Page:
enter the field. A Frenchman, named Moret, had also

completed a balloon, and fixed the trial for the 12th of THE FIRST AËRIAL VOYAGE IN ENGLAND. drew together a vast concourse of people, who patiently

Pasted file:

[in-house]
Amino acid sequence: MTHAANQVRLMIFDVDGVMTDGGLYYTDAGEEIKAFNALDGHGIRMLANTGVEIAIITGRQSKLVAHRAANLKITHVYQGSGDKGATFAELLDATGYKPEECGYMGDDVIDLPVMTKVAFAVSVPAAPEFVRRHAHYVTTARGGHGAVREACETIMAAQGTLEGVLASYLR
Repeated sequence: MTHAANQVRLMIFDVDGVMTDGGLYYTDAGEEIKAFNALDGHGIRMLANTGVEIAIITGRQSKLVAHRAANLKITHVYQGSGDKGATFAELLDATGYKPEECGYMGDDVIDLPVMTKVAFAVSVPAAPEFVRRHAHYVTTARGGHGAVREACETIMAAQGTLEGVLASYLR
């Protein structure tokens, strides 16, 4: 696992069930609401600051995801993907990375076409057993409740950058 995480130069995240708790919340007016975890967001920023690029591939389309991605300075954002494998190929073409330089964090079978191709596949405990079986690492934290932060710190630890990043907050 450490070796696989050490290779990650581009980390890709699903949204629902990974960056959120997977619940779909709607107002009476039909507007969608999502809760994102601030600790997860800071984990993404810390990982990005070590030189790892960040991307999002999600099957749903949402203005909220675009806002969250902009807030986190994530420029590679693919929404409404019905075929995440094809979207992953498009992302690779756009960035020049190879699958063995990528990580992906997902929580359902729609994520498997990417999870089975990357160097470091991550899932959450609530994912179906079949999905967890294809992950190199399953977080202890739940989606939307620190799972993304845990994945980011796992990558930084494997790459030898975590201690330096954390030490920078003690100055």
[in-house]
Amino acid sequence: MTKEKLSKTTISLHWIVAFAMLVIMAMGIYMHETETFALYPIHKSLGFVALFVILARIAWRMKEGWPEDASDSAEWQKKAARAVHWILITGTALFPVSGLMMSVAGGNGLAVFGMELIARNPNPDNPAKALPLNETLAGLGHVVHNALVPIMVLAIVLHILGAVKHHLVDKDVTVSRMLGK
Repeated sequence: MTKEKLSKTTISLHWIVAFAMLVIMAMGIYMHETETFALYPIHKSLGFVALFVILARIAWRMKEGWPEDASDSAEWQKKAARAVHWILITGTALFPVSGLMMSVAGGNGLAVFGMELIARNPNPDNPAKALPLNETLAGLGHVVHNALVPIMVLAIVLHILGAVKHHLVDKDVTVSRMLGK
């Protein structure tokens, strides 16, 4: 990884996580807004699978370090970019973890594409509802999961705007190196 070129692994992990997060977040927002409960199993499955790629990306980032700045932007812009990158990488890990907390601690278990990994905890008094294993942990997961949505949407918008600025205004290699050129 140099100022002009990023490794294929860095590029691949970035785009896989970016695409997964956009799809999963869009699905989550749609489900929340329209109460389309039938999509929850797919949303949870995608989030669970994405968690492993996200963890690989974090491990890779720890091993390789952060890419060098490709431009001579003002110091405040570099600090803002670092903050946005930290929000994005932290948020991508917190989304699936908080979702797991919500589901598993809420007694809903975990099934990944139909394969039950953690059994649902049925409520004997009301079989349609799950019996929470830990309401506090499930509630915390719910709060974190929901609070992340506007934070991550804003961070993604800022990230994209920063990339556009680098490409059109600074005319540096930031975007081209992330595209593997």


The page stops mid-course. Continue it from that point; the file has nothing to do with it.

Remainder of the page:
August, the day before Lunardi's. His announcements During the whole of the year 1784, the good people of watched the preparations from one till four o'clock; London were greatly agitated upon the novel subject and when every effort was seen to fail, and the balloon of balloons. Reports of Montgolfier's doings across the at last sunk into the fire which ought to have expanded channel had raised the curiosity of our wonder-loving it, the mob, conceiving the whole affair an imposture, grandfathers to the highest pitch; and amid all the broke into the enclosure, tore up the apparatus, and din of the great Westminster election, and the rest of destroyed a great amount of property in the neighthe political turmoil of that eventful year, we find the bourhood. Lunardi chuckled finely over this cataspopular mind constantly recurring to the topic with troplie; but his triumph was short, for the governor of an excitement which is scarcely intelligible to a gener- Chelsea Hospital, fearing a repetition of the riot on the ation familiar with the mightier glories of steam and morrow, immediately wrote to countermand his perthe telegraph. The new-born science of aërostation mission for the use of the gardens; and so his ascent had not then achieved its barren honours, and become had to be indefinitely postponed. It was in vain that the costly pastime of our day. No invention, perhaps, he solicited private proprietors: the risk of a failure in the history of man had opened to the imagination —and in that case, the certainty of the mob-prevented 80 many brilliant promises. The papers were filled all negotiation. At length, after many wearisome with curious speculations upon the uses to which delays, he obtained leave from the Artillery Company the newly applied principle might be put. Bisliop to ascend from their ground in Moorfields; but he Wilkins's favourite theory of a voyage to the moon was compelled to find sureties for any damage that was seriously revived by more than one enthusiast. might happen to the property; and even with these Others, less sanguine, were content to congratulate precautions, so great was the prejudice against him, themselves upon the great discoveries in astronomy that the permission was only carried in the council by which must necessarily result from a nearer view of the casting-vote of Sir Watkin Lewis, the colonel. The the planets; while the more practical anticipated a day was fixed for the 15th of September; but at the time when aërial navigation would supersede the last moment another difficulty arose. The unprincipled commerce of the seas, and drive the flying wagons proprietor of the Lyceum, who had made a good thing from the Great North Road. Ballooning became quite of the exhibition, was unwilling to lose his chief attraca fashionable mania. Little balloons of painted silk, tion; and taking advantage of Lunardi's ignorance in all kinds of gay and quaint devices, floated about of English law, positively refused to allow the balloon in boudoirs; and questions concerning the varieties of to be removed till he was secured a share in the inflammable airs' and the elasticity of vapours present, and all future advantages to be derived from formed subjects of drawing-room discussion. Experi- it. Such monstrous extortion was of course resisted. ments with fire-balloons upon Montgolfier's principle Sir Sampson Wriglit, the presiding magistrate at were so common, and caused so many fires, that the Bow Street, ordered it to be forcibly wrested from his